Background: Because of the accumulated numbers and the increasing rate of knee replacement surgeries larger numbers of revision cases are likely. Although the success rate of knee arthroplasties is high, complications like the loosening of the implant necessitate subsequent treatments. Therefore, new concepts such as metal-free ceramic implants are necessary, for example, using zirconium dioxide (ZrO2). Several studies showed that the strength of ceramic ZrO2 implants is equivalent to cobalt-chromium components. Methods: Non-destructive testing remains challenging due to the high density (6 g/cm³) of ZrO2. In this feasibility study, we investigated 8 tibial and 8 femoral implants respectively using an industrial X-ray micro-computed tomography (XCT) system at a voxel size of 100 μm. We established a non-destructive testing protocol for ceramic knee implants optimizing scanning parameters and sample orientation using CT simulations. Finally, we used an iterative artifact reduction procedure for beam hardening correction. Results: The results show that corrected image data enable the non-destructive inspection of high-density components. In this sample, none of the investigated components show any internal defects like pores or cracks. In general, XCT is a major imaging method that is able to provide a 3-dimensional representation of higher dense objects that allows the inspection of metal or ceramic knee implants. Even though we established an optimized scanning routine for tibial and femoral ceramic components, it is not possible to completely eliminate scanning artifacts of XCT. Conclusion: Altogether, after visual inspection, none of the beam-hardening corrected XCT data sets for femoral and tibial implants showed any defects, that is, no inclusions, cracks, or pores were detected. XCT test is therefore an essential addition to the fatigue testing since it is the only non-destroying testing method.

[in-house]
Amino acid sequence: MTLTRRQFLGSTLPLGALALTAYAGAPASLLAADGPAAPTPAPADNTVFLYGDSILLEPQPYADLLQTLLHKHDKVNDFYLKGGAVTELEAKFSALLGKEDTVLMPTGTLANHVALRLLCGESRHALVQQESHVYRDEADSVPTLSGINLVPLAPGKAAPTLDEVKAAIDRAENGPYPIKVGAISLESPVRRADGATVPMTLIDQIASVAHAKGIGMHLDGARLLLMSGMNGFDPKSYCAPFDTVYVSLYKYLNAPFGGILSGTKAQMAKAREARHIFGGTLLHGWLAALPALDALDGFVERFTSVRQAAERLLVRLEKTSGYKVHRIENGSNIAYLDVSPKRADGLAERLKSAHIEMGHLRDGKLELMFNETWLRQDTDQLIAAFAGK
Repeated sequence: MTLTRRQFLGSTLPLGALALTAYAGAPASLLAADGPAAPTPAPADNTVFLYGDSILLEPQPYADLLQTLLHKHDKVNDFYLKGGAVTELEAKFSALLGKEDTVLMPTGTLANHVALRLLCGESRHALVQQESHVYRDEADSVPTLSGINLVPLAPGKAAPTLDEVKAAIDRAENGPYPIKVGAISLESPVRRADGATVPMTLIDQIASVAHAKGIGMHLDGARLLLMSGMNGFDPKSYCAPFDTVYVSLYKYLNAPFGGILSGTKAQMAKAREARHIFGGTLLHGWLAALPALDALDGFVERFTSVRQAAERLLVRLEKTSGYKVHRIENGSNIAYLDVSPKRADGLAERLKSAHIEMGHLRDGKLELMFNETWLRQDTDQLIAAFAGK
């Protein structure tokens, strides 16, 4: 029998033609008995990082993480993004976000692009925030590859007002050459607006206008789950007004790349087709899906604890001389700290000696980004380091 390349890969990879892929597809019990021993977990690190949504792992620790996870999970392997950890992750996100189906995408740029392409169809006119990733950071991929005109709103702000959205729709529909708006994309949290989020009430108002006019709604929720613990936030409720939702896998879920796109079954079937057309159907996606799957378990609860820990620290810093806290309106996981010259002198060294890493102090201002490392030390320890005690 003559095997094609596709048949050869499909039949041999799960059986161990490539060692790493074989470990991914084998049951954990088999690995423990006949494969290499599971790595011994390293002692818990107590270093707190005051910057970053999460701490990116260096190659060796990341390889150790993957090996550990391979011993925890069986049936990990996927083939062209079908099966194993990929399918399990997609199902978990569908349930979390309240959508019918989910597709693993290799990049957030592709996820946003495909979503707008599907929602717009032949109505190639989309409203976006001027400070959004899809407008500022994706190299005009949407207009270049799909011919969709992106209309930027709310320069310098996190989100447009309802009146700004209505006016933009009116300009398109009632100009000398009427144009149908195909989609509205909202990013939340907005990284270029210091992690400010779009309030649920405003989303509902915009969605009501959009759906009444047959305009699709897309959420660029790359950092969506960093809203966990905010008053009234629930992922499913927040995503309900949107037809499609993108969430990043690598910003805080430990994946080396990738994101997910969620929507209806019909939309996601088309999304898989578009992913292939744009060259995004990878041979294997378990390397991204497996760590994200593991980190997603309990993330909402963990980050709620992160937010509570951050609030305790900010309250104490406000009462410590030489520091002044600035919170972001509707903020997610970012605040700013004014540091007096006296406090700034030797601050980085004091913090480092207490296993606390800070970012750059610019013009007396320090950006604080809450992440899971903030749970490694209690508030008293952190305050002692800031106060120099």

- non-destructive testing